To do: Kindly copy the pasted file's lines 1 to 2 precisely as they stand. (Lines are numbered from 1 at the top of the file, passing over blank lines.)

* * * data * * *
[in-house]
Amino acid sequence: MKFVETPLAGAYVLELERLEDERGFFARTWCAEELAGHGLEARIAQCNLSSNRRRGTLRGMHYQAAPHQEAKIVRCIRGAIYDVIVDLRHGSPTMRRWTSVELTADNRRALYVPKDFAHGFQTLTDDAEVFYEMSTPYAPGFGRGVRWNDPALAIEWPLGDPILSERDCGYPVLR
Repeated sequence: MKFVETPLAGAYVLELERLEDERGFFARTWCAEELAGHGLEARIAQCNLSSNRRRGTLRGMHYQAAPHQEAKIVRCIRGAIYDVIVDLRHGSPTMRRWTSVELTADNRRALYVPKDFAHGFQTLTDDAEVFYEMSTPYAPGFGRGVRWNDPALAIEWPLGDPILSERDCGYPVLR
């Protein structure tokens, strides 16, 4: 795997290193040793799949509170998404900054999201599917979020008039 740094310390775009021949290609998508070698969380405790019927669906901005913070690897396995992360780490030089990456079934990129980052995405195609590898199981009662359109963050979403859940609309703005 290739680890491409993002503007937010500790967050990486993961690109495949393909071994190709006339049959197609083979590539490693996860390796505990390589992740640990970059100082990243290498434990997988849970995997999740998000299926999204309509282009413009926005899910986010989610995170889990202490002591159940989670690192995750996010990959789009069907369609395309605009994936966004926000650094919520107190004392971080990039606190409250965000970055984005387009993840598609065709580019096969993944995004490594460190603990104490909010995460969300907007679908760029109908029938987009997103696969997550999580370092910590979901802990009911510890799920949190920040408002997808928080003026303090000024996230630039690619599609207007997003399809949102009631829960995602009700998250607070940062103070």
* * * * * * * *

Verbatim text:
[in-house]
Amino acid sequence: MKFVETPLAGAYVLELERLEDERGFFARTWCAEELAGHGLEARIAQCNLSSNRRRGTLRGMHYQAAPHQEAKIVRCIRGAIYDVIVDLRHGSPTMRRWTSVELTADNRRALYVPKDFAHGFQTLTDDAEVFYEMSTPYAPGFGRGVRWNDPALAIEWPLGDPILSERDCGYPVLR